February 16, 2015

chemistry - dilution factor
I don't think so and that's one reason I don't use the factor. I'm never sure we're all on the same page with dilution factor. If the graph you are reading from gives you the concn in the SAMPLE BEING MEASURED, then you KNOW that the concn in the undiluted ...
February 16, 2015

chemistry - dilution factor
Yes, the dilution factor is 4 in 5 or 0.8. Frankly, I don't use the factor as such but read the quantity from the graph of A vs conc, which gives you the concn in the diluted sample. Then concn in diluted sample x 5/4 = concn in original sample
February 16, 2015

chemistry
Yes and if that's all the question wants you're ok. However, most questions like this want kJ/mol or kJ/gram (in this case mol or g of NaOH).
February 16, 2015

Chemistry
Noble gases are non-metals; however, astatine is not a noble gas. It is a halogen. Most articles I have read emphasize that there is some evidence for it to be a metal, some as a non-metal, and some as a metalloid. Most also emphasize that with such limited data we can only ...
February 16, 2015

Chemistry
You're right but I don't quite understand why you ask such a question. Halogens are non-metals (all of them are non-metals) Non-metals must be non-metals (or they wouldn't be called that).
February 16, 2015

science
d = rt or r = d/t speed one way = 5000/15.5 = ? speed other way = 5000/14.5 = ? average speeds and round to three significant figures. I get 333.7 which I would round to 334 m/s. 344.83 = sound with wind -322.58 = sound against wind 22.25 = 2w wind = 22.25/2 = 11.1 m/s
February 16, 2015

chemistry
mass H2O = last weighing - first weighing volume = 60 mL density = mass/volume
February 16, 2015

Science
c = f*w So as f goes up, w goes down. Yes, c is the correct answer.
February 16, 2015

Science
right again.
February 16, 2015

Science
Mrs. Sue and Ms. Sue are not the same person according to their IP addresses.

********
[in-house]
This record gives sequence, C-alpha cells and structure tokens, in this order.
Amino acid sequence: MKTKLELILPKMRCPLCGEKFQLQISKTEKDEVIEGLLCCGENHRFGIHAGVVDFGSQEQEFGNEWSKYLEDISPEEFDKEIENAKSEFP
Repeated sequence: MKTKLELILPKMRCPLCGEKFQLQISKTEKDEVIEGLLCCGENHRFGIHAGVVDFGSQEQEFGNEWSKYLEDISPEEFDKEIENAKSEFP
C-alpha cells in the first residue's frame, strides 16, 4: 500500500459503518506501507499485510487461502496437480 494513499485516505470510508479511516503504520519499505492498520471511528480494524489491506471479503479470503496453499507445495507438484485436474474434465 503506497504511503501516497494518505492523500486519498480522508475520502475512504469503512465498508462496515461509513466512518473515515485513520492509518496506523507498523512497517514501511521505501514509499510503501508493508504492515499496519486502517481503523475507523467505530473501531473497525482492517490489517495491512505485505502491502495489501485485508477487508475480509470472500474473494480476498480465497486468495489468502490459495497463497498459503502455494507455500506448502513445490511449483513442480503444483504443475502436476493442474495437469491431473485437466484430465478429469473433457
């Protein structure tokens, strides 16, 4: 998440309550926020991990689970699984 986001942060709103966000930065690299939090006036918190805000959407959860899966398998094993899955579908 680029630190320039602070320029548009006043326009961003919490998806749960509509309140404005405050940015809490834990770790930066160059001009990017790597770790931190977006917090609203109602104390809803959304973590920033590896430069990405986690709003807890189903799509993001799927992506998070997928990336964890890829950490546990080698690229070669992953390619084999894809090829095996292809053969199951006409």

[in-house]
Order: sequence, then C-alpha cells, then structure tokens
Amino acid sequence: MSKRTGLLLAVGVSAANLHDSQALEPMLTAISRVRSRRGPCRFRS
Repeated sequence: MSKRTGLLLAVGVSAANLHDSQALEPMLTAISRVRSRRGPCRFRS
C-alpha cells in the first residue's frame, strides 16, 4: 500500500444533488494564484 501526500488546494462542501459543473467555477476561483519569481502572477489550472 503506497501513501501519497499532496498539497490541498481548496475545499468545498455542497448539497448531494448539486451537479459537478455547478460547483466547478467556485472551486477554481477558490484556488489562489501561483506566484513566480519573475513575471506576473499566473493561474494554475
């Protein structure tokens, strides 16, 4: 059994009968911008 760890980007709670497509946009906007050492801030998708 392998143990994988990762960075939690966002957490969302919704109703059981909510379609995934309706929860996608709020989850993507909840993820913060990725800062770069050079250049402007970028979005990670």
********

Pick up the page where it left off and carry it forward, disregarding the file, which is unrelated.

February 16, 2015

chemistry
mols C = grams/molar mass = ? Using the coefficients in the balanced equation, convert mols C to mols CH4. ?C x (1 mol CH4/2 mols C) = ? mols CH4. Convert mols CH4 to grams by g = mols CH4 x molar mass CH4 = ? g CH4. This is for 100% yield. But you will get only 83.0% of that ...
February 16, 2015

Chemistry
Use the coefficients in the balanced equation to convert anything to anything. 17.7 g H2O x (1 mol C3H8/4 mols H2O) = 17.7 x 1/4 = ? mols C3H8. Then g propane = mols propane x molar mass propane.
February 16, 2015

I am so lost
delta T = Kf*m Substitute delta T (6.60-3.98), Kf (20.00) and solve for m = molality m = mols/kg solvent. You know m and kg solvent (0.005818); solve for mols mols = grams/molar mass. You know mols and grams, solve for molar mass.
February 16, 2015

science
You need to clean up your post. Does she drop the stone or throw the stone.
February 16, 2015

Chemistry
Is that 3% w/w or 3% w/v. I will assume 3% w/v 3% w/v means 3g KCl in 100 mL solution. You want 1500 so 3 x 1500/100 = 45 g and you're right.
February 16, 2015

chemistry
pi = MRT Substitute and solve for M = molarity Then M = mols/L. You know M and L, solve for mols Then mols = grams/molar mass. You know grams and mols, solve for molar mass
February 16, 2015

I am so lost
See your post above.
February 16, 2015

Chemistry
The way I read the problem it is a hydrolysis problem. NH4^+ + H2O ==> NH3 + H3O^+ and you want the NH3 (ammonia, not ammonium) to be 5 ppm. Note that 5 ppm is 5E-3g/L and convert to mol/L and work the problem to see M NH4Cl. Then convert that to g NH4Cl in 300 gallons. The...
February 16, 2015

chemistry
http://www.jiskha.com/index.cgi?
February 16, 2015

chemistry
Ptotal = pCO2 + pH2O Ptotal is what you want. You know pCO2 is 740. Look in your text/notes and find the vapor pressure of H2O at 25 c. That is the pH2O. Calculate Ptotal.
February 15, 2015

chemistry
...........Sr(OH)2 --> Sr^2+ + 2OH^- I..........solid........0........0 C..........solid........x........2x E..........solid........x........2x Substitute the E line into the Ksp expression and solve for x = (OH^-), then convert that to pOH then to pH.
February 15, 2015

Chemistry
And what's that got to do with Kc?
February 15, 2015

chemistry
mols HNO3 = grams/molar mass M HNO3 = mols HNO3/L solution pH = -log(HNO3)
February 15, 2015